A short while ago Gareth asked me to write a blog for this website, as a newly qualified Human Factors in Diving Instructor. We talked about a subject and all seemed ok. But try as I might, I just could not explain the topic as eloquently as I wanted. So, we had another chat and I tried a different theme. Same result. The problem was that no matter what I wrote, I just didn’t feel it matched up to what Gareth and the other new instructors had written. And that’s when it hit me- I was out Human-Factoring myself.
I’ve been instructing various sports for twenty years and consider myself to be a capable and cautious instructor. I’ve been teaching diving for ten years, so you think by now I’d be quite happy with my level of knowledge. But that’s the thing; almost every time I step foot into the classroom, I’m waiting for someone to call me out, to realise that I actually don’t have clue what I’m talking about and I don’t...
This article was originally published in the Emirates Diving Association magazine on 1 Mar 2020.
There is a growing focus on Human Factors and non-technical skills in the global diving industry, much of which is being driven by Gareth Lock, the UK-based founder of the system described on www.thehumandiver. com. His book ‘Under Pressure’ has helped thousands of people worldwide to take a fresh look at the way they think about diving.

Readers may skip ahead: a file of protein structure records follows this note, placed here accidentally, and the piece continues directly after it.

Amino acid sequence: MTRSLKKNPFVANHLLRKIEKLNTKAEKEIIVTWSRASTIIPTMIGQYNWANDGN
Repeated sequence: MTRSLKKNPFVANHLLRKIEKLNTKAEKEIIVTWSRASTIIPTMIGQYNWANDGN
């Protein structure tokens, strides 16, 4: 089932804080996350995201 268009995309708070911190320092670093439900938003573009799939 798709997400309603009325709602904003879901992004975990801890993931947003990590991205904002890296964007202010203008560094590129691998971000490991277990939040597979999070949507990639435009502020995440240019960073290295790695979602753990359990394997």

You may be wondering what human factors and non-technical skills are, as it’s not something we talk much about locally.
To demystify these terms, let’s first talk about what they are not. These are not diving qualifications – they are not going to take you deeper or teach you about new diving equipment or diving skills (hence the term ‘non- technical skills’) and they are definitely not ‘just another cert card’ to add to your collection.
Non-technical skills are all about improving decision...
Where there are accidents, incidents or near misses, there are parts of your behaviour, your team's behaviour, your centre's behaviour or your agency's behaviour that you don't want other people to see. It is only natural. We are hard-wired that way.
Divers make mistakes they don’t talk about, especially given the adversarial culture which is present in the diving industry. However, they are often acting on partial information because they don’t want to ask dumb questions, and they are hiding the things that aren’t going well because they don't want to be humiliated or they don’t want to be the person who thumbs the dive because it will let the others down. As an example of this, of the people on my webinar last night, more than 75% recounted an issue where the dive didn't go to plan because they were unable to speak up and either thumb it, or not get in the water to start with. Inability to communicate due to real or inferred peer pressure is a massive...
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